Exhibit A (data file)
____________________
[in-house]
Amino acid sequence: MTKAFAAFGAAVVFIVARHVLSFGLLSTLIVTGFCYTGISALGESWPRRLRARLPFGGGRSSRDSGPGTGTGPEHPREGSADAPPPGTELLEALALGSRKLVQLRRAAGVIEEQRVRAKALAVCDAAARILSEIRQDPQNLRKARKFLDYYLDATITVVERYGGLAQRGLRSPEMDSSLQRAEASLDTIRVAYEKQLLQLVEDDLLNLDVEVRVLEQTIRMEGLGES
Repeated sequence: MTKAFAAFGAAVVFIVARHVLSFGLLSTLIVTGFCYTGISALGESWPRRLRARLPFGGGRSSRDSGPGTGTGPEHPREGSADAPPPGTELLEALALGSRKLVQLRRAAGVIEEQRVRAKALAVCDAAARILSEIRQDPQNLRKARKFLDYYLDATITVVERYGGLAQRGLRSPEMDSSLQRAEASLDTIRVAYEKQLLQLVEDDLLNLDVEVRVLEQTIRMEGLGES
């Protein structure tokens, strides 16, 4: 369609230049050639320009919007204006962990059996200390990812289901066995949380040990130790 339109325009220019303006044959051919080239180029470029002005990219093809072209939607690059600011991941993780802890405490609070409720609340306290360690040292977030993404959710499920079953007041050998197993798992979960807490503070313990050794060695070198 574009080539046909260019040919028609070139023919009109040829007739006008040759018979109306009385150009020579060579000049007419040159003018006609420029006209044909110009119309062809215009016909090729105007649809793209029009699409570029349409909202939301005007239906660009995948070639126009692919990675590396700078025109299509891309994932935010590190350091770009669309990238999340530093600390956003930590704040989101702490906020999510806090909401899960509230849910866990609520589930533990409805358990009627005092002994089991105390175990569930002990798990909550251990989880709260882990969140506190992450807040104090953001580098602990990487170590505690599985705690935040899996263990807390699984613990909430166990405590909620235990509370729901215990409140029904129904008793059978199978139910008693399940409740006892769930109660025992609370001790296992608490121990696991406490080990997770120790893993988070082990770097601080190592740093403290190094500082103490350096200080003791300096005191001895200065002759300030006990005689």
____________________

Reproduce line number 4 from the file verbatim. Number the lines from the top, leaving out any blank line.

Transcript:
């Protein structure tokens, strides 16, 4: 369609230049050639320009919007204006962990059996200390990812289901066995949380040990130790 339109325009220019303006044959051919080239180029470029002005990219093809072209939607690059600011991941993780802890405490609070409720609340306290360690040292977030993404959710499920079953007041050998197993798992979960807490503070313990050794060695070198 574009080539046909260019040919028609070139023919009109040829007739006008040759018979109306009385150009020579060579000049007419040159003018006609420029006209044909110009119309062809215009016909090729105007649809793209029009699409570029349409909202939301005007239906660009995948070639126009692919990675590396700078025109299509891309994932935010590190350091770009669309990238999340530093600390956003930590704040989101702490906020999510806090909401899960509230849910866990609520589930533990409805358990009627005092002994089991105390175990569930002990798990909550251990989880709260882990969140506190992450807040104090953001580098602990990487170590505690599985705690935040899996263990807390699984613990909430166990405590909620235990509370729901215990409140029904129904008793059978199978139910008693399940409740006892769930109660025992609370001790296992608490121990696991406490080990997770120790893993988070082990770097601080190592740093403290190094500082103490350096200080003791300096005191001895200065002759300030006990005689």